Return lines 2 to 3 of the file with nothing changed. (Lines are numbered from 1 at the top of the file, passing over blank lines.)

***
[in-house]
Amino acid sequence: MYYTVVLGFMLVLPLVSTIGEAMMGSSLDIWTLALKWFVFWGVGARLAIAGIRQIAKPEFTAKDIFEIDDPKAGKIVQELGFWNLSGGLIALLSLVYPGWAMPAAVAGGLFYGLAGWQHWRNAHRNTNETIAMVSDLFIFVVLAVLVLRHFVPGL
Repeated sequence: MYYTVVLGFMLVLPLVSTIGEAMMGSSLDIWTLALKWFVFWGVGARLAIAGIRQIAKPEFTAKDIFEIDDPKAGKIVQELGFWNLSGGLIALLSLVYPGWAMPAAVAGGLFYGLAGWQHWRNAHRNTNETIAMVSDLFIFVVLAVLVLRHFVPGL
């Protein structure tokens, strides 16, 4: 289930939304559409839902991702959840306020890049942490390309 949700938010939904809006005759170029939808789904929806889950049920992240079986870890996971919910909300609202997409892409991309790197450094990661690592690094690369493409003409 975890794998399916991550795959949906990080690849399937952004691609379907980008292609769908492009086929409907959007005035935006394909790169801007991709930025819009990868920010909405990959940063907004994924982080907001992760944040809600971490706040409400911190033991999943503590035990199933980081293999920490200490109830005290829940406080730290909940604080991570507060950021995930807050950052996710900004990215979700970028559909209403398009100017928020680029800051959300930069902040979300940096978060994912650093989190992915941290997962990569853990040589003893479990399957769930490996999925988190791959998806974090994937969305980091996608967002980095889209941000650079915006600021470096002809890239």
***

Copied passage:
Amino acid sequence: MYYTVVLGFMLVLPLVSTIGEAMMGSSLDIWTLALKWFVFWGVGARLAIAGIRQIAKPEFTAKDIFEIDDPKAGKIVQELGFWNLSGGLIALLSLVYPGWAMPAAVAGGLFYGLAGWQHWRNAHRNTNETIAMVSDLFIFVVLAVLVLRHFVPGL
Repeated sequence: MYYTVVLGFMLVLPLVSTIGEAMMGSSLDIWTLALKWFVFWGVGARLAIAGIRQIAKPEFTAKDIFEIDDPKAGKIVQELGFWNLSGGLIALLSLVYPGWAMPAAVAGGLFYGLAGWQHWRNAHRNTNETIAMVSDLFIFVVLAVLVLRHFVPGL